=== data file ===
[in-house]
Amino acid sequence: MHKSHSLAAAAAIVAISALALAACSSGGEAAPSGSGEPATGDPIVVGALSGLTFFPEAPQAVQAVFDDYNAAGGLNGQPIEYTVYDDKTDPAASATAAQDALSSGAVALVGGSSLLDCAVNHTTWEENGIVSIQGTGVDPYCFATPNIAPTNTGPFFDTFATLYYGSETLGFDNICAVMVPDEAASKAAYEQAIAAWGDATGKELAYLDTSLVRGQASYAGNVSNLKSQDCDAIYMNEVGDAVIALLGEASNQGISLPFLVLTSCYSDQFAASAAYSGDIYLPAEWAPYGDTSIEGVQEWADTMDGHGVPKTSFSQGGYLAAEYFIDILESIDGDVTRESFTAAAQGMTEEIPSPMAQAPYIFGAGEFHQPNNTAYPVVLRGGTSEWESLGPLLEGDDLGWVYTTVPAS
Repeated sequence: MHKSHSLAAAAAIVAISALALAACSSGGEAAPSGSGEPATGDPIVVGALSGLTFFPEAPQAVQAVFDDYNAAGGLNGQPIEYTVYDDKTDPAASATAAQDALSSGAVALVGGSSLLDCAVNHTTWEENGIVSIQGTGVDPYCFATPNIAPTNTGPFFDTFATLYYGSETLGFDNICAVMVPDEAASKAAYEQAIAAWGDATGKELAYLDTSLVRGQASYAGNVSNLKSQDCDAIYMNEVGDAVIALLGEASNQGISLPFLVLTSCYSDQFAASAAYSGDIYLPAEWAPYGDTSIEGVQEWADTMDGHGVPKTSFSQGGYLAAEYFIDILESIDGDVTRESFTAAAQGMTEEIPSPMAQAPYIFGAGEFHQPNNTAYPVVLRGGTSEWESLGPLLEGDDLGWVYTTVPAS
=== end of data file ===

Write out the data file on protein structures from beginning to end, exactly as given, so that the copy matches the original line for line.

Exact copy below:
[in-house]
Amino acid sequence: MHKSHSLAAAAAIVAISALALAACSSGGEAAPSGSGEPATGDPIVVGALSGLTFFPEAPQAVQAVFDDYNAAGGLNGQPIEYTVYDDKTDPAASATAAQDALSSGAVALVGGSSLLDCAVNHTTWEENGIVSIQGTGVDPYCFATPNIAPTNTGPFFDTFATLYYGSETLGFDNICAVMVPDEAASKAAYEQAIAAWGDATGKELAYLDTSLVRGQASYAGNVSNLKSQDCDAIYMNEVGDAVIALLGEASNQGISLPFLVLTSCYSDQFAASAAYSGDIYLPAEWAPYGDTSIEGVQEWADTMDGHGVPKTSFSQGGYLAAEYFIDILESIDGDVTRESFTAAAQGMTEEIPSPMAQAPYIFGAGEFHQPNNTAYPVVLRGGTSEWESLGPLLEGDDLGWVYTTVPAS
Repeated sequence: MHKSHSLAAAAAIVAISALALAACSSGGEAAPSGSGEPATGDPIVVGALSGLTFFPEAPQAVQAVFDDYNAAGGLNGQPIEYTVYDDKTDPAASATAAQDALSSGAVALVGGSSLLDCAVNHTTWEENGIVSIQGTGVDPYCFATPNIAPTNTGPFFDTFATLYYGSETLGFDNICAVMVPDEAASKAAYEQAIAAWGDATGKELAYLDTSLVRGQASYAGNVSNLKSQDCDAIYMNEVGDAVIALLGEASNQGISLPFLVLTSCYSDQFAASAAYSGDIYLPAEWAPYGDTSIEGVQEWADTMDGHGVPKTSFSQGGYLAAEYFIDILESIDGDVTRESFTAAAQGMTEEIPSPMAQAPYIFGAGEFHQPNNTAYPVVLRGGTSEWESLGPLLEGDDLGWVYTTVPAS